tim rowland - 3/10/01

March 09, 2001

Bartlett, Munson each serve own brand of baloney

When people ask how many people read this column I always answer "a couple hundred thousand. Minimum."

Well? It's possible. For every paper sold three or four people look at it. Then there's the Web, and who can tell how many people call up a column, print it out and pass it around.

Or look at it another way, when I say "a couple hundred thousand" I could mean over the course of a month - after all, no one specified a time frame.

That brings us to Washington County Schools Superintendent Herman Bartlett, who apparently did some creative statistical juggling on a job resume he submitted to a school system in Tennessee.


Bartlett listed the number of students in the Washington County school system as 21,000. Current enrollment is 19,411.

He listed the school system's budget as $150 million. It's publically advertised budget is $118.4 million.

He listed his salary as $129,000. It's actually $105,000.

The superintendent can make some justification of these numbers, just as I can "justify" hundreds of thousands of readers. To his credit, Bartlett has not accepted a pay raise since he came here in 1997.

Maybe if you total up what he theoretically could have received in raises, plus the cash value of his benefits package, plus the income he generates from maybe having a shoe-repair business on the side - perhaps altogether that adds up to something approaching $129,000.

Targeted funds that the locals have no control over, plus capital spending, bring the schools' budget within $5 million of Bartlett's figures.

But as a normal person would view it, the plain fact of the matter remains that he overstated the number of kids in the system by 1,589, his salary by $24,000 and the board's operating budget by $31.6 million.

Of course none of this information speaks to Bartlett's qualifications as a superintendent. He certainly has his defenders who believe that, while somewhat of a poor communicator and prone to abrasiveness on the surface, he has a big heart and steadfastly drives for what he believes is in the best interests of the children.

But no matter what his assets may be, if you are a school board doing the hiring, the revelation that Bartlett apparently has some serious hedging problems is just good information to have.

And the Williamson County, Tenn. school board has this information. It may determine his resume padding irrelevant, but at least they have all the facts.

Why? Because Tennessee law considers all information that reaches the school board - including job semi-finalists - as open for public inspection.

Maryland has no such law, and the local school board has a terrible record of letting the public in on what it's up to.

It's pretty plain the board is not smitten with Bartlett, and for that the board has no one but itself to blame. When searching for a superintendent to replace Wayne Gersen, the board shrouded it's final candidates in airtight secrecy.

The day it announced Bartlett's hiring, a friend of mine who worked for a newspaper in Roanoke, Va., called and said "What are you guys doing? Don't you know his contract down here wasn't renewed?"

Well, I didn't know and worse, the Washington County School Board didn't know either.

Had the school board released a list of, say four semi-finalists, the newspaper would have done some checking, the business community would have asked around and the truth would have come out. Perhaps the board would have chosen Bartlett anyway, but at least it would have done so armed with the knowledge that he had run into some serious difficulties in his last job.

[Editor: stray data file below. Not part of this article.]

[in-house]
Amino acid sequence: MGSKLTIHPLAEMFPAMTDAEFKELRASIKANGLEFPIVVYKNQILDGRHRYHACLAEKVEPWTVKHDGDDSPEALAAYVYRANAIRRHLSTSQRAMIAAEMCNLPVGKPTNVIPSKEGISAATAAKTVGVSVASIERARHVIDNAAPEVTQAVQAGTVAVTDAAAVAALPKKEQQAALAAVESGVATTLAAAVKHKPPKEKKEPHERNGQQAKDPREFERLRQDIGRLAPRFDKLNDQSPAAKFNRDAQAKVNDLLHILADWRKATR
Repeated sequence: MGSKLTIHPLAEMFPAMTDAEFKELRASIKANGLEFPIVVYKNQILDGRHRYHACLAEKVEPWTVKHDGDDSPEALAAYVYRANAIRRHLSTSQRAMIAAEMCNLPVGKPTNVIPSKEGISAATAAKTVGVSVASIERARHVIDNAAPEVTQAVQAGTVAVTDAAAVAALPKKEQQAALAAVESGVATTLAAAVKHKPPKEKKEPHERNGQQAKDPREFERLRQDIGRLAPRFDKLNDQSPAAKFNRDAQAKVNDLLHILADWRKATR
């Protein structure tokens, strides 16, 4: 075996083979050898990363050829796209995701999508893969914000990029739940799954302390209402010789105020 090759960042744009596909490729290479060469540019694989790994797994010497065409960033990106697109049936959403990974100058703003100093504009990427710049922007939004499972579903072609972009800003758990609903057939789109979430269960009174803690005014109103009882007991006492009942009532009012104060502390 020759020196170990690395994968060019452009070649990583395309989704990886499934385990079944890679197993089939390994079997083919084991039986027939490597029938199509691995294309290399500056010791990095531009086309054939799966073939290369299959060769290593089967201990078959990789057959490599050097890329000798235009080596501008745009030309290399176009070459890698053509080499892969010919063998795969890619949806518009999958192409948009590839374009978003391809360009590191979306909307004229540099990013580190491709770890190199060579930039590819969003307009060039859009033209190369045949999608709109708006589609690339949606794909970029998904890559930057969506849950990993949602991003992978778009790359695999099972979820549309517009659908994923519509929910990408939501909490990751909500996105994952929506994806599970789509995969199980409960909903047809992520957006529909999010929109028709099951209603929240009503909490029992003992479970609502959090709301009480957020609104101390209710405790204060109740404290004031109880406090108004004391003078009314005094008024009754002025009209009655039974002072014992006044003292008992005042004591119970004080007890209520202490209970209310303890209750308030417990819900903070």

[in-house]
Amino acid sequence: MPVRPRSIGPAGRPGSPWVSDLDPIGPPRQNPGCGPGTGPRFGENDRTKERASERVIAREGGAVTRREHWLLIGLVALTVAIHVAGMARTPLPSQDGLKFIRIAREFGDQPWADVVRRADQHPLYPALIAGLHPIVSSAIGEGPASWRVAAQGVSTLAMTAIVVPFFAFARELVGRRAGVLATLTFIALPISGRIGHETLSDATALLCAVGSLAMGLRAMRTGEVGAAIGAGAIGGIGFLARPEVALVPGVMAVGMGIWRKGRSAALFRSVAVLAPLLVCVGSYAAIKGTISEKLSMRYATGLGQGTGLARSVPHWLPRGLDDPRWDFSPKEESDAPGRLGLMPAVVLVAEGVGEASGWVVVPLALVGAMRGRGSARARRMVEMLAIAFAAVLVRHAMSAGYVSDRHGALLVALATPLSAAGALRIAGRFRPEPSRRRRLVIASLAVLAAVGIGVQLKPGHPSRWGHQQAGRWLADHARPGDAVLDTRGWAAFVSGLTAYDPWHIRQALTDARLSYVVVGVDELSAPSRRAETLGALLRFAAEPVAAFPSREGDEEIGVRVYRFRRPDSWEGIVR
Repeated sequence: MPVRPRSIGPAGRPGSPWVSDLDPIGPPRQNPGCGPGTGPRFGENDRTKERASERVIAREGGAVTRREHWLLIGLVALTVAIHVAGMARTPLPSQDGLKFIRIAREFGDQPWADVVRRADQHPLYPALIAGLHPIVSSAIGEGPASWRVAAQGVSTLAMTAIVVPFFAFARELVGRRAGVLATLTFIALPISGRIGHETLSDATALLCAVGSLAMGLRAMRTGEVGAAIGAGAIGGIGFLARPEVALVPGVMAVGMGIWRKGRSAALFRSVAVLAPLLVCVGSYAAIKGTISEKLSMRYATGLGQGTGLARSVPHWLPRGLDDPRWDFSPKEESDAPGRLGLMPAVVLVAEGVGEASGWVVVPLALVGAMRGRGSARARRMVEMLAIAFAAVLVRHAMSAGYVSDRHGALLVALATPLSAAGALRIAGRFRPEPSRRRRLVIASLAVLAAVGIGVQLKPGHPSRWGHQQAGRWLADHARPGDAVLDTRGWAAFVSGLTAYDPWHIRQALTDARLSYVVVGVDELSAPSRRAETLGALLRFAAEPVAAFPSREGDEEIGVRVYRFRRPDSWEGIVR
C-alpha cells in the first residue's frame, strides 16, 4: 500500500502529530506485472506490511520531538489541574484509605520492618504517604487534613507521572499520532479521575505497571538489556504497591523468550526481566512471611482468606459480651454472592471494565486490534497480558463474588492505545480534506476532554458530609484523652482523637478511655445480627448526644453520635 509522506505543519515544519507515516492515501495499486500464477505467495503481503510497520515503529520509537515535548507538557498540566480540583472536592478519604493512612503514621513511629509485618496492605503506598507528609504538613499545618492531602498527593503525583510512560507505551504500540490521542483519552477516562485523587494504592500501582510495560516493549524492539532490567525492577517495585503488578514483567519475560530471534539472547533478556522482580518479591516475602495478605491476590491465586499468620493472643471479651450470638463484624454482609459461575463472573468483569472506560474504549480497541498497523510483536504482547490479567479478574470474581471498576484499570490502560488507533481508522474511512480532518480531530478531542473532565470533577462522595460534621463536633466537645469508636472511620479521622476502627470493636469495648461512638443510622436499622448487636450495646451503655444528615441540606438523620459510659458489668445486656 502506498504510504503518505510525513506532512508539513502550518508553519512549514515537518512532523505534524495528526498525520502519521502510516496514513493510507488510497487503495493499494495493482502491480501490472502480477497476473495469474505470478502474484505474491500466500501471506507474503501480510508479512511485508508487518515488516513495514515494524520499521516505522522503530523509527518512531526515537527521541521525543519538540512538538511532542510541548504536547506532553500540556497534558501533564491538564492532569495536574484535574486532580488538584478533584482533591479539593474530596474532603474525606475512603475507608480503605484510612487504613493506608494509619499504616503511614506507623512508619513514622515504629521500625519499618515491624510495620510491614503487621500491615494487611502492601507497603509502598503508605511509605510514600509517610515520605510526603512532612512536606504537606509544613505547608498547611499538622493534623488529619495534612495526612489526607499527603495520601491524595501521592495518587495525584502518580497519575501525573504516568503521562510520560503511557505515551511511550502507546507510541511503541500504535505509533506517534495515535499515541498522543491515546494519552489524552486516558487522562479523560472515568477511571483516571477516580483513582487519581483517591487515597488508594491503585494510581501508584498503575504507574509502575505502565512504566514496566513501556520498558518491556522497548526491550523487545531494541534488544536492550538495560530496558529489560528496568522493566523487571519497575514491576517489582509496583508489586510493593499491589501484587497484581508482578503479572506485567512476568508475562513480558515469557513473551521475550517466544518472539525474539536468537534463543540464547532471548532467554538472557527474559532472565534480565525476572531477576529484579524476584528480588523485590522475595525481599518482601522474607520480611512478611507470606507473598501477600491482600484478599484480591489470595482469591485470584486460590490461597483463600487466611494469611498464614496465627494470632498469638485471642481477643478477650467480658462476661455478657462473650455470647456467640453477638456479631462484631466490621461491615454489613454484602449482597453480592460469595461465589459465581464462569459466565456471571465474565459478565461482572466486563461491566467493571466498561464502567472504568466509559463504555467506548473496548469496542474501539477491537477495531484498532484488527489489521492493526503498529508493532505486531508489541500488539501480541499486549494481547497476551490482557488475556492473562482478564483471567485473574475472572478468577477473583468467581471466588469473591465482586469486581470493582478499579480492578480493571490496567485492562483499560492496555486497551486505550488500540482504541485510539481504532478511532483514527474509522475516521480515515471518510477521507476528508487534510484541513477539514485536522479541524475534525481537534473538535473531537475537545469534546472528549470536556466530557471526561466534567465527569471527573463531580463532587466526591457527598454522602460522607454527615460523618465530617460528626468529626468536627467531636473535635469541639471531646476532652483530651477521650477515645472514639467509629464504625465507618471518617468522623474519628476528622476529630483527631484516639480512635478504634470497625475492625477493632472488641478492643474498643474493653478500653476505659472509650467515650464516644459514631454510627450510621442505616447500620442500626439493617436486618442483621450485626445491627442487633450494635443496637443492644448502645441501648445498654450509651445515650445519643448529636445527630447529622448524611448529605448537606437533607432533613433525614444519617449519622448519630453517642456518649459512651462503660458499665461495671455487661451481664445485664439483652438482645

It's just something to keep in mind next time the board tells us its hiring practices are none of our business.

On the topic of doublespeak, Sen. Don Munson, R-Washington, was quoted in a news article saying he would not become involved in the Md. 63/68 truckstop fight because he did not like to stick his nose into county and local issues.

Subsequently, it was pointed out that this wasn't a particularly good excuse on his part, because Munson has a track record a mile long of sticking his nose into county and local issues.

So Munson revised his statement. What he meant to say, he wrote in a Feb. 26 letter to the editor, was that he didn't like to get involved in "local zoning issues."

Oh? Munson may want to try again.

Because in July of last year Munson became plenty involved in a zoning case that concerned a proposed cell phone tower in Boonsboro. At the zoning hearing, according to The Herald-Mail "Delegate Chris Shank, R-Washington, Sen. Donald Munson, R-Washington, the Harpers Ferry Conservancy's executive director and some local residents spoke against the tower proposal, saying it is both a visual blight and a bad site, being near both the trail and the South Mountain Battlefield."

The bottom line is that Munson is happy to become involved in a local issue the instant he perceives it will benefit Munson, either in terms of votes, public opinion or campaign contributions. The cell phone developers weren't local so he had nothing to lose. The truck stop is being developed by a powerful local businessman whom Munson is apparently afraid of offending.

That's it. It has nothing to do with some deep, philosophical "state issues versus local issues" policy matters. If residents keep after him and demonstrate he will lose a large block of votes if he fails to act, Munson will find a reason to become involved in this "local zoning issue." Count on it.

Tim Rowland is a Herald-Mail columnist.

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